At this point in his life especially after having his cholesteral clogged heart broken by Katherine Howard, his last wife was taken for companionship unlike desire for sons (wives 1-4) or lust and refusal to accept being old and gross (wife 5).


message 41: by Jennifer, Mod #5 (new)

Jennifer (jennifertudor) | 951 comments Colleen wrote: "or lust and refusal to accept being old and gross (wife 5) "

Haha Colleen. He must have been so gross! Poor KH.

Now that you mention it, I do remember reading something about her potentially immenent execution. I did know she was very religious and bright. Thanks for refreshing my memory!

Keep breathing... your books aren't too far away now...



Lyn (Readinghearts) (lsmeadows) OK - I have to ask, Colleen - Where are your books?

As for Henry, I love the way you describe him, Colleen, and I have also read the part you quote. In fact, Alison Weir uses it in Innocent Traitor A Novel of Lady Jane Grey as one of her scenes. In her book she alludes that some of the people around Henry did not like Katherine's opinions and the fact that she was not reticent about them, so they "planted the seed" in Henry's mind, so to speak, that something had to be done. The rest is exactly the way you described.


message 43: by Patricia (new)

Patricia Hi Folks - You may be wondering why I haven't weighed in yet since I suggested this book! I went on a short vacation and then went into an historical reading coma and had to take a break and read a current thriller. But I'm getting back on track now....I too am enjoying this and learning a lot. I think the main impression I'm getting so far is that Edward really set the stage for Mary becoming "Bloody Mary"; if he hadn't been so intolerant of her religious views the reaction would probably not have been so strong. His views are understandable in that he was, although very bright, just a teenager and we all know "black and white" everything appears in youth. The older I get, the more shades of gray I see - and I'm not just talking about my hair! More when I have read further.....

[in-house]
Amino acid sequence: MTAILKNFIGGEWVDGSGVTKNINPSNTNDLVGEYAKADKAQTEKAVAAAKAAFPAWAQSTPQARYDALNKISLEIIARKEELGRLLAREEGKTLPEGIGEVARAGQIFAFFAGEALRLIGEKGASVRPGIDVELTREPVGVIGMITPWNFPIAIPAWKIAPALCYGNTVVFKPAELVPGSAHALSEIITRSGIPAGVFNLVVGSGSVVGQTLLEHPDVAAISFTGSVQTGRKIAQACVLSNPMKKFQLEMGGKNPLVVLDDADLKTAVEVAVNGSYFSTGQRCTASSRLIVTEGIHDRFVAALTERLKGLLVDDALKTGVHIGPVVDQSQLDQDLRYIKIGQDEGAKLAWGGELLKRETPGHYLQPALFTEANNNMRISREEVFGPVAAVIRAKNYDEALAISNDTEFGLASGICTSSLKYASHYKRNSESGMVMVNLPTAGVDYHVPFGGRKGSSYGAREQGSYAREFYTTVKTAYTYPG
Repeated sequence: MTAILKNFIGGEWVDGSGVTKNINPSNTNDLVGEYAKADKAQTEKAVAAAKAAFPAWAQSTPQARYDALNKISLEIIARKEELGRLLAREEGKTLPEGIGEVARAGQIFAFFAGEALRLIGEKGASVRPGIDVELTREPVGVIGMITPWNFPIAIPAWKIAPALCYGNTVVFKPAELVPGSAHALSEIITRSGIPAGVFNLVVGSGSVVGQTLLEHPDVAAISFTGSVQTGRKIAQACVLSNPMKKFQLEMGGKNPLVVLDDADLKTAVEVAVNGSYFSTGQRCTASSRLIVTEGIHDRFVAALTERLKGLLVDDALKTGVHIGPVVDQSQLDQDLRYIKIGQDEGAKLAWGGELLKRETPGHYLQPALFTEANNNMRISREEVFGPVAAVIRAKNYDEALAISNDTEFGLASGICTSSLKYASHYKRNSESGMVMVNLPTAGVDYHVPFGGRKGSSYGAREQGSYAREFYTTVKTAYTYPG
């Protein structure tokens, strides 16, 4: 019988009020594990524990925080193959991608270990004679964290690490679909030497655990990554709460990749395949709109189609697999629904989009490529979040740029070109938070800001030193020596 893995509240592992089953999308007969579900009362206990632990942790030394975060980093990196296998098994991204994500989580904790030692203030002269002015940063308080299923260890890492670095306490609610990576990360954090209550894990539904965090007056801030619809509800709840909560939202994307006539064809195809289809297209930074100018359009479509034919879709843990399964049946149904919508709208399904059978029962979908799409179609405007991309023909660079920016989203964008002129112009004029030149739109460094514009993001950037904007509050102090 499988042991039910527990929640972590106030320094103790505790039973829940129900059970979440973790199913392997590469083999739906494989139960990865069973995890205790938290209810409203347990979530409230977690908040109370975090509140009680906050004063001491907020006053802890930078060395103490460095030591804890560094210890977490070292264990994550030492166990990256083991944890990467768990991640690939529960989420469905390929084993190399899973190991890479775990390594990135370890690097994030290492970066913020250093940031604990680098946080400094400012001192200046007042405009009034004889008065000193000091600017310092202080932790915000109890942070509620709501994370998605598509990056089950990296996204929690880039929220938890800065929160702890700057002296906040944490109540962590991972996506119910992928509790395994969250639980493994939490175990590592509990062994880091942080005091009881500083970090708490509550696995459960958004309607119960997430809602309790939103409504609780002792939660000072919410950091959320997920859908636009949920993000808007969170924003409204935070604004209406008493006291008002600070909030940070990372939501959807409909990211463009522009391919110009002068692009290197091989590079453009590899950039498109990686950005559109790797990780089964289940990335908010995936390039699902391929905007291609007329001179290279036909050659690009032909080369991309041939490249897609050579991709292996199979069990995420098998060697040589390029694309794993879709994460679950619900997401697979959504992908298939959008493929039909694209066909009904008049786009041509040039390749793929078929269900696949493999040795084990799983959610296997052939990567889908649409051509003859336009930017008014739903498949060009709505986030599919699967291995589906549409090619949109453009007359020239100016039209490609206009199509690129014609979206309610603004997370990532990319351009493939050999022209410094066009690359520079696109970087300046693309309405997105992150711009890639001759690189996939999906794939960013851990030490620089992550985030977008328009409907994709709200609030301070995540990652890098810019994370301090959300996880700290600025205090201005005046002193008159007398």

Lyn (Readinghearts) (lsmeadows) So - as for my earlier post about feeling sorry for Edward, now that I have gotten farther in the book I see that Edward was able to stand on his own against the council and others. I agree with Thalia's answer to my earlier post regarding her assessment that a strong personality was developing. It would have been interesting to see where his convictions lead both him and England if he had lived longer.


message 45: by Wen (new)

Wen (thespoilingone) | 140 comments OK I have a question. Could be I am still not getting how the noble classes worked. In chapter 10 pg 208 there is a bit on how Dudley makes himself Duke of Nothumberland. It was said one source thought it could be due to his wanting to be on Equal ground with Sommerset which would make sense.